• Your answer could be improved with additional supporting information. Please edit to add further details, such as citations or documentation, so that others can confirm that your answer is correct. You can find more information on how to write good answers in the help center.
    – Community Bot
    Jan 25, 2022 at 9:37
  • 1
    Hey OP here -- happy to review this and perhaps make it the accepted answer. But as the other comments say, it'd be good to give more context / detail. The questions I have are (1) You're saying pdftk is old an no longer supported, can you link to evidence of this? (2) Can you link to qpdf on github? (3) (BONUS!) Can you link to an a.pdf b.pdf and resulting c.pdf? I know no one has done (3), but for me that would seal the deal for accepted answer. Thank you and welcome to Stack Overflow!! Jan 27, 2022 at 17:50
  • It seems likely that the user who posted this answer has since left the site... but I agree this answer could be improved in the ways you discuss. I'm planning an edit that will hopefully meet your requirements (though I'll submit code for generating a, b, and c, rather than linking to them -- this is a coding-oriented site, after all. ;)
    – lindes
    Feb 2, 2023 at 16:40

2022 onwards

PDFTK is still a strong contender for many users with simple cross platform command lines for many tasks.

PDFtk Server does not require Adobe Acrobat or Reader, and it runs on Windows, Mac OS X and Linux.

You will see multiple commands in the other answers. But one drawback is that it needs to be licensed for distribution.

A commercial license is required to distribute PDFtk with your commercial product.

Another daily updated cross platform Solution is GhostScript (but Windows binaries are often bi-annual) and it too requires a commercial license.

Its primary strength is the ability to merge nominated pages from both PostScript AND PDF along with other formats not handled by PDFTK. However it does not profess to be the optimum PDF merge tool. Again there are many well documented ways in StackOverflow answers to use that grandfather application for different combinational tasks, but may requires more complex approaches than a quick one liner, and many users will combine PDL or PS handling with PDFTK (above) for final overlay.

So what is updated frequently, and is available for commercial use and does the task in a single call? The answer is QPDF (licensed under the Apache License, Version 2.0), which has both overlay and underlay options options with too many many other abilities to list, but is PDF only.

At its simplest one method is to write a new page from 2 others lets say just page 1, and not changing either source. The downside is that with so many options including passwords the syntax can become complex, good news is it may be overhauled in next version 11. Also beware it does not like file names with spaces.

First generate a new empty input file with page 1 from file1 (easy enough)

qpdf --empty --pages "file1.pdf" 1 -- "output.pdf"

Now overlay that with first page of file2 (this is a bit more complicated)

qpdf output.pdf --overlay "file2.pdf" --from=1 -- --replace-input

The commands can be combined in one simpler line and for this example lets use page 2 of file 1

qpdf --empty --pages "file1.pdf" 2 --  --overlay "file2.pdf" --from=1 -- "output2.pdf"

You will also need to be aware that mixing page sizes will work however perhaps not as expected so second on first is centred and reduced to fit.

enter image description here

  • Save my life @k-j . Additional information: Order of files are important. Based on 1st document scaling is applied. Example 1: If pdfs have same width and 1st pdf has bigger height, 2nd pdf is centred horizontally and vertically. Example 2: If 1st pdf is smaller (content wise) 2nd pdf will scale to mach 1st content. Hope this will help somebody.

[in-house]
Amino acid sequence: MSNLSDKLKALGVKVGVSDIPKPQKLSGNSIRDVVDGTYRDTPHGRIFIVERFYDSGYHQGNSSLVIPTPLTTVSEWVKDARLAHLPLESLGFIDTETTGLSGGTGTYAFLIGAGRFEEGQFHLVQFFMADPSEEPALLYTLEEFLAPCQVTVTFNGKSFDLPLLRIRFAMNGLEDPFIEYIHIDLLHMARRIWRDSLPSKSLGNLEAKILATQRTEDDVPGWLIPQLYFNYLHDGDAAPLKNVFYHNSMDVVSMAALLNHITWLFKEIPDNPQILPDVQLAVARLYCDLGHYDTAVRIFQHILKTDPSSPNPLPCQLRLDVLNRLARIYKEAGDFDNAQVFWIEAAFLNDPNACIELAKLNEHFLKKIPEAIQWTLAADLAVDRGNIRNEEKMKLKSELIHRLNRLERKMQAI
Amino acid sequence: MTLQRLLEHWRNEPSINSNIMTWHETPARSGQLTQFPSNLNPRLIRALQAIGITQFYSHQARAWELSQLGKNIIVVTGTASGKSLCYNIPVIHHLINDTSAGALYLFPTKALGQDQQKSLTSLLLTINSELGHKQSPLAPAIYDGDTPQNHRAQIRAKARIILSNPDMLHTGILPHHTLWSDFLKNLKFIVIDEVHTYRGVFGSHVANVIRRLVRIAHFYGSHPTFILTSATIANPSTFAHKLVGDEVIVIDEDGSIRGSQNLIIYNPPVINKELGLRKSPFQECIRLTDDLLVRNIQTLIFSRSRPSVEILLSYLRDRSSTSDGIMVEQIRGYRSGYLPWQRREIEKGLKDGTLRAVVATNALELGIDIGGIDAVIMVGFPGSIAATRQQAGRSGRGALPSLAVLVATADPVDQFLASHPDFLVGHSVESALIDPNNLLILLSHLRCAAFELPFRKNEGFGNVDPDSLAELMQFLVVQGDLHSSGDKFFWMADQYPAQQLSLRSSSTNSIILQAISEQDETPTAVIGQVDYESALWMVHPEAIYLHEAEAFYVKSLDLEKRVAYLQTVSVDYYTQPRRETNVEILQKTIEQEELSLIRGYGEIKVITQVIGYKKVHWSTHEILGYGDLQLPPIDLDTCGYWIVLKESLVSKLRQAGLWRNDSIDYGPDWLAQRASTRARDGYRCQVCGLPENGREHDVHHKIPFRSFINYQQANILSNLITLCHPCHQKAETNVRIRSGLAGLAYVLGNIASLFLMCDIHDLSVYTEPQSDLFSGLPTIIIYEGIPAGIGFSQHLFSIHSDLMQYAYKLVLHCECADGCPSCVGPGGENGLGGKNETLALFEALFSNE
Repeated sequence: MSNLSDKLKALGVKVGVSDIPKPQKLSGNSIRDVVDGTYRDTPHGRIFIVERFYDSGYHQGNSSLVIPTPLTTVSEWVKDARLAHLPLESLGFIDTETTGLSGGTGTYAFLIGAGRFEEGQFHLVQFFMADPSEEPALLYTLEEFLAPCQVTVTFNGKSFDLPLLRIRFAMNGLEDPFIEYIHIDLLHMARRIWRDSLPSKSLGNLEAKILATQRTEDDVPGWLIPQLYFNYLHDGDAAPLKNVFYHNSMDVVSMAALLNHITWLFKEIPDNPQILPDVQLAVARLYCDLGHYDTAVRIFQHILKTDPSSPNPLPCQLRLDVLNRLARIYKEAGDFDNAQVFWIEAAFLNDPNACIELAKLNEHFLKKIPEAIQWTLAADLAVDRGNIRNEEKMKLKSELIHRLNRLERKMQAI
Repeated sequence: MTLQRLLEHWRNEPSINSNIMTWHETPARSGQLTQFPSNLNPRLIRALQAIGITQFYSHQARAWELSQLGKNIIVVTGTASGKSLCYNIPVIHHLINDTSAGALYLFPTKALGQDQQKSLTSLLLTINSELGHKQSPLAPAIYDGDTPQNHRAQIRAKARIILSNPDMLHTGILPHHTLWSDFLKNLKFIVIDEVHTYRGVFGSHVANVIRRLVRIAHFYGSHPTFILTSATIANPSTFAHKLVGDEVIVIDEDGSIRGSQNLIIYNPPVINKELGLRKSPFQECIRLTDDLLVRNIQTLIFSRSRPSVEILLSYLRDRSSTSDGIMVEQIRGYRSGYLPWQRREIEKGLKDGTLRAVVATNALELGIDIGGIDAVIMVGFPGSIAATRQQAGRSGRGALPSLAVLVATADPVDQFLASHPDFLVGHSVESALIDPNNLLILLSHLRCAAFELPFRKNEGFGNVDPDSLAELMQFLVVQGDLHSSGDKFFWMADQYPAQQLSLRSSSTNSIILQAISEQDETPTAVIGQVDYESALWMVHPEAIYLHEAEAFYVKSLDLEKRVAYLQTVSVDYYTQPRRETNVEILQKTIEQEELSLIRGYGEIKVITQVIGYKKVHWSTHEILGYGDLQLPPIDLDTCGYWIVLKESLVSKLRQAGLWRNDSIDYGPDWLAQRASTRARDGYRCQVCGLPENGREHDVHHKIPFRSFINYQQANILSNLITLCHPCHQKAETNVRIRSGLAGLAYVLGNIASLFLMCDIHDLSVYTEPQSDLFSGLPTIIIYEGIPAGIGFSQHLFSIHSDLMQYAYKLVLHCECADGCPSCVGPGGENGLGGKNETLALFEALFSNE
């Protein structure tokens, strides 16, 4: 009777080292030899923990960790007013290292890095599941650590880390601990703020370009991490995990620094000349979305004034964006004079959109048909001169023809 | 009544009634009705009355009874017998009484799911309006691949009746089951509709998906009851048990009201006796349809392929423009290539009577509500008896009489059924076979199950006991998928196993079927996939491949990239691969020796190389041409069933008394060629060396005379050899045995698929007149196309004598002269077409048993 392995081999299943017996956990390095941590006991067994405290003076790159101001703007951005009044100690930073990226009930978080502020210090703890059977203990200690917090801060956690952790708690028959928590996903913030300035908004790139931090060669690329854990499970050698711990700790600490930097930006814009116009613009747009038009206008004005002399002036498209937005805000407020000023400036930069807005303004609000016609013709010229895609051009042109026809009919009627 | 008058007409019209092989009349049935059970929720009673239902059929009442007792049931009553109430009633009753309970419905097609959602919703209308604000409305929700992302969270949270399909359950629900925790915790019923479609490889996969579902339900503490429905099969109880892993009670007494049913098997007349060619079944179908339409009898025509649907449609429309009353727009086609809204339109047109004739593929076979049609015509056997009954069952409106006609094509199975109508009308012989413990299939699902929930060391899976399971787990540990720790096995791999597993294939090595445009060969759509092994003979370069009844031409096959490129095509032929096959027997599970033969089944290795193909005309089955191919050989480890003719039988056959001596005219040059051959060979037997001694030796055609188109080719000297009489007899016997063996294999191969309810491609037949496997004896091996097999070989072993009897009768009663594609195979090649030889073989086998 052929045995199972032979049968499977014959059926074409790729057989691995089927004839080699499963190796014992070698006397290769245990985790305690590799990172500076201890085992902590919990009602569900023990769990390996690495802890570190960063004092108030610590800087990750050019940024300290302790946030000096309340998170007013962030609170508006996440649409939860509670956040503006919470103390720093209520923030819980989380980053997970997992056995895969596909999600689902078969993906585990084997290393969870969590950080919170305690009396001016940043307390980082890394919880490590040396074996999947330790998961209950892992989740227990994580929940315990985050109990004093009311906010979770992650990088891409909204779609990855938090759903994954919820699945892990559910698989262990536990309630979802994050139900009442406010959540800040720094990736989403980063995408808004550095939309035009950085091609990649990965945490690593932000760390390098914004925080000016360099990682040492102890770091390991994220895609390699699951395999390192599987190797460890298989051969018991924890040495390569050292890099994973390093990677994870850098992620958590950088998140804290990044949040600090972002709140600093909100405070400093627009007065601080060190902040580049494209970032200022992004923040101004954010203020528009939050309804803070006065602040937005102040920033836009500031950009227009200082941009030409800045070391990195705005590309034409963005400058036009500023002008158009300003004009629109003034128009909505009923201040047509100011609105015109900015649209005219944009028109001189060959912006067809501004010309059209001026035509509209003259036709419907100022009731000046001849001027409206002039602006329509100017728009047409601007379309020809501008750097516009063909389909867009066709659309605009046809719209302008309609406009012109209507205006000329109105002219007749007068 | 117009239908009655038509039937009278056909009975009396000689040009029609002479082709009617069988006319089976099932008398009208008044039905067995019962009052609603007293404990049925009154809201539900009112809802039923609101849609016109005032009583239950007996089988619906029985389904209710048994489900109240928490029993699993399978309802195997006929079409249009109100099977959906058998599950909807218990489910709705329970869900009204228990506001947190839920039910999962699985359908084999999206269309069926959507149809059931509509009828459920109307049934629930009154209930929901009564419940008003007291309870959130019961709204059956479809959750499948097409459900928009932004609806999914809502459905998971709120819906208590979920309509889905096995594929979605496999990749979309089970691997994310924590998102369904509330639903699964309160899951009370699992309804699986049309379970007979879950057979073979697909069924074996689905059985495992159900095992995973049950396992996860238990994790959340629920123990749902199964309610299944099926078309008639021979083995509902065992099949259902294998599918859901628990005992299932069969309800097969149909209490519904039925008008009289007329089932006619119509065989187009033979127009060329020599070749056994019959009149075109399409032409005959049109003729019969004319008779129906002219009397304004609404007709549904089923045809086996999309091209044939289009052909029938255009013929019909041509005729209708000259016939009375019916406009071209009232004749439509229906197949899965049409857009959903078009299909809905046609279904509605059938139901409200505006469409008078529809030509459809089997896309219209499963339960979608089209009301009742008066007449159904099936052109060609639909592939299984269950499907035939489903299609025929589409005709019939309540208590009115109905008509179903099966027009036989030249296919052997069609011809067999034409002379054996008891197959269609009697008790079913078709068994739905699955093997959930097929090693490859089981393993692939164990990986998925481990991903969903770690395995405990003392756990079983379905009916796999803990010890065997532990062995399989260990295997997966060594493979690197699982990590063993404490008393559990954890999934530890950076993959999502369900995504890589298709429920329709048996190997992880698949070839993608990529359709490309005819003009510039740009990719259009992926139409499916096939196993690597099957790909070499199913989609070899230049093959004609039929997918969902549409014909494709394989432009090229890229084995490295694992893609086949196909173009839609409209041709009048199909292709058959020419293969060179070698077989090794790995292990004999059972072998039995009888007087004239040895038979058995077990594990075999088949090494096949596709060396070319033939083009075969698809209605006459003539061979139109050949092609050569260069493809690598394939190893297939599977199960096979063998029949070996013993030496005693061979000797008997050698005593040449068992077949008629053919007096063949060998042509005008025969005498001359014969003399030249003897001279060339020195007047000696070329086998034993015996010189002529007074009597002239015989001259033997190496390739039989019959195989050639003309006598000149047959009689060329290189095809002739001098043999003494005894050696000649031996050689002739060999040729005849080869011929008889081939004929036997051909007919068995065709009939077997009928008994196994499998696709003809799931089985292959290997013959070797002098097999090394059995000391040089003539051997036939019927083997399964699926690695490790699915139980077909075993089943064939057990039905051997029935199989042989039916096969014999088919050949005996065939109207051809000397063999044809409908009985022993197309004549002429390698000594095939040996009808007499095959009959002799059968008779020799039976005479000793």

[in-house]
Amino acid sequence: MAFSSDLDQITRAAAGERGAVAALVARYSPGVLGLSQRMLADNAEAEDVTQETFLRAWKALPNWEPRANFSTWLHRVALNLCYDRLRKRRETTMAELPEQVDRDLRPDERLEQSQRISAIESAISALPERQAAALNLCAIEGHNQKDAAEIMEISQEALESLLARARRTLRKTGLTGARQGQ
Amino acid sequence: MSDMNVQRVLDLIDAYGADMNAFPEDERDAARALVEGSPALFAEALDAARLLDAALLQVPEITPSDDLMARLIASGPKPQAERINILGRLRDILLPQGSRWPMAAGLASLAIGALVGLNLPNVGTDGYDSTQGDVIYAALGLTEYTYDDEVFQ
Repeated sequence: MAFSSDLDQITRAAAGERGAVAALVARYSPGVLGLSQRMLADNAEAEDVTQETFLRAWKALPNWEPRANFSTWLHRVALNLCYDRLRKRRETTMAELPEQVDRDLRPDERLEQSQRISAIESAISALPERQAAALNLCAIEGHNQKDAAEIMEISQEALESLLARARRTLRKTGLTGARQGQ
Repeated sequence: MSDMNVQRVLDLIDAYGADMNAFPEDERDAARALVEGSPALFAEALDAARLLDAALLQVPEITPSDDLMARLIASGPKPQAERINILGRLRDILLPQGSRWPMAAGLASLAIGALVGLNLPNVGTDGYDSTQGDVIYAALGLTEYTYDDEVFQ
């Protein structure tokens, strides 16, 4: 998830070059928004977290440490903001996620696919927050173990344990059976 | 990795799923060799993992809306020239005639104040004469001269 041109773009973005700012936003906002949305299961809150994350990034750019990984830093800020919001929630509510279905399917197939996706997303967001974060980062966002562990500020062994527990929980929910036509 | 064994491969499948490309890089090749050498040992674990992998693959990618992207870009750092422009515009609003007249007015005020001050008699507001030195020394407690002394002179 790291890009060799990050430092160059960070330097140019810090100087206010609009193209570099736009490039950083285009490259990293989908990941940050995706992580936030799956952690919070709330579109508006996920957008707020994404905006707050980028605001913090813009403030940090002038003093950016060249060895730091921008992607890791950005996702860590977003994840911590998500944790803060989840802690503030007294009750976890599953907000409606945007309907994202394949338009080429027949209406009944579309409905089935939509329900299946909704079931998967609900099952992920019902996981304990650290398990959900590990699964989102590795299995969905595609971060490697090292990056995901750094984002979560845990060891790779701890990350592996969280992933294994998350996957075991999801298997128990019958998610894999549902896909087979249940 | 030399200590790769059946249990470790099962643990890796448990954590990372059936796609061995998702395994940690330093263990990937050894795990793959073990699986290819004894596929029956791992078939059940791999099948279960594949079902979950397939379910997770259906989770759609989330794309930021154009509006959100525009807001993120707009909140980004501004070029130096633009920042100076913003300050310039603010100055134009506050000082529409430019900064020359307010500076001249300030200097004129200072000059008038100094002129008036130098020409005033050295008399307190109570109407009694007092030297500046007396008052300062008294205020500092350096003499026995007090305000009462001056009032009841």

– fearis
    Nov 17, 2022 at 19:29

If you're dealing with only postscript, chances are the only 'pagebreaks' are the 'showpage' operator.
In which case you can simply grab the postscript data from the beginning of file one to the first instance of 'showpage', do the same with the other file, then concatenate these 2 chunks of postscript to create your new page.

If the 2 files are only one page, then you may be able to simply join the 2 files.

  • You may want to throw in a (g)save/restore-pair around the "chunk" included first.
    – greybeard
    Dec 24, 2017 at 8:15

PDFbox for Java supports a Overlay class which allows to merge PDFs this way. See this answer: Watermarking with PDFBox

However, both PyPDF2 and PDFbox have been unreliable in my experience, but perhaps this is helpful for someone.

  • Same here ! Altough PDFBox is supercool , It sometimes fails at pretty simple tasks
    – Raj Thakur
    Nov 5, 2019 at 10:38

Aspose.Pdf.Kit with thePdfFileStamp class can do this, too. It works most of the time correctly.


I used the Mac OS tool PDFClerk Pro. I imported the PDF pages, then merged them with the option "Merge Pages (Stacked)." It really impressed me.


You could convert both pdfs into images and overlay one on top of the other layer like.

A suitable graphics library that you could use this would work.

Watermark suggestion above has great potential too as long as you don't run into issues in your language or graphics/pdf library of choice.

  • 3
    It's definitely a possible workaround, but you'd lose the scalable quality of any vector graphics in the files. A process that maintains the higher-level contents of the image model are generally to be preferred. Apr 1, 2014 at 7:46
  • Definitely possible. If you're looking to render to print anyways, the first time the merge is done it can be done in high enough quality as a last resort. There should also be a way to take the vector elements on each page and instead merge them onto one page. Apr 1, 2014 at 15:31

For OS X there is PDF letterhead. Doesn't do anything else than just overlaying PDF's. https://itunes.apple.com/us/app/pdf-letterhead/id976548033?mt=12


VeryPDF PDF Editor has a PDF Overlay function, look at this web page,